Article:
“If your message is sincere and you really want to help these people and restore trust in the community, please fix this.”
To help make that happen, the attorney also invited Providence to participate in a public conversation in Walla Walla.
Gilbert said such an event would allow for a frank discussion of what happened and why, lay out the steps for recovery and, regardless of what happens legally, reassure people that the hospital is here for the long haul.
The meeting could provide an open forum for questions and answers, he added, noting that he had sent a copy of his request to the Justice Department.
Robert Beatty-Walters, a Portland attorney who also represents patients allegedly harmed under Dreyer’s care, confirmed that, in an order signed June 15, U.S. District Judge Thomas Rice said Yam can testify about his claims related to with Dreyer filed with Providence management in 2017 and 2018.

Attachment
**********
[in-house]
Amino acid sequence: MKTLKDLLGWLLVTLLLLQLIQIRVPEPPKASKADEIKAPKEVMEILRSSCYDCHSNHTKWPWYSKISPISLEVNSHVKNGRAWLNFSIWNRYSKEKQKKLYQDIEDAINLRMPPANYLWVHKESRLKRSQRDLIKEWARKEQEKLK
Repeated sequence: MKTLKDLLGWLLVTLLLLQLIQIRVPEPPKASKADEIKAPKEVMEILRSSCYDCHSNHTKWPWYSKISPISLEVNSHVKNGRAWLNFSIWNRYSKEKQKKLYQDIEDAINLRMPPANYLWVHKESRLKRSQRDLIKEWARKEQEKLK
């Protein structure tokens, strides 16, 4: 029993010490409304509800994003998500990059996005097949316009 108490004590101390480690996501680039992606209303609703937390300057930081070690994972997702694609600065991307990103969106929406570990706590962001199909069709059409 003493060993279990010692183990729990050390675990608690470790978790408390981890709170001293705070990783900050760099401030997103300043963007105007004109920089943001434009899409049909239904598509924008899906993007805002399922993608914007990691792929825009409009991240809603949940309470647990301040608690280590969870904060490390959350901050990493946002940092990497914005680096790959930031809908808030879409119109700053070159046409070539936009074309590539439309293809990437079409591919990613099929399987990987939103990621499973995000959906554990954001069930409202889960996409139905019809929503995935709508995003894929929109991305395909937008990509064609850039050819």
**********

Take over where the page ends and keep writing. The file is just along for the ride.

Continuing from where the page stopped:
Court documents show that Providence sought a protective order over Yam’s testimony, specifically the identity of anyone who served on a peer review or quality improvement committee at any time, the identity and nature of any related complaints. with Dreyer that resulted in peer review or quality improvement research at Providence, and any information obtained as a result of peer review or quality improvement procedures.
In her ruling, Rice narrowed the scope of what Yam could be deposed, but decreed that the former medical director of neurosurgery at Walla Walla could testify about the existence, location and timing of peer review or improvement committees. of quality, identify the nature of any Dreyer-related complaints that resulted in a review or investigation, and say whether Dreyer’s privileges were ever terminated, restricted, or revoked and, if so, why, show the court order.
Providence officials have continued to say they do not comment on pending litigation.
On May 26, state Department of Health spokesman Frank Ameduri said there are no new open investigations into Dreyer or Elskens.
Justice Department spokesman Richard Barker said Thursday, June 30, that his office could neither confirm nor deny being in conversation with Dreyer at this time.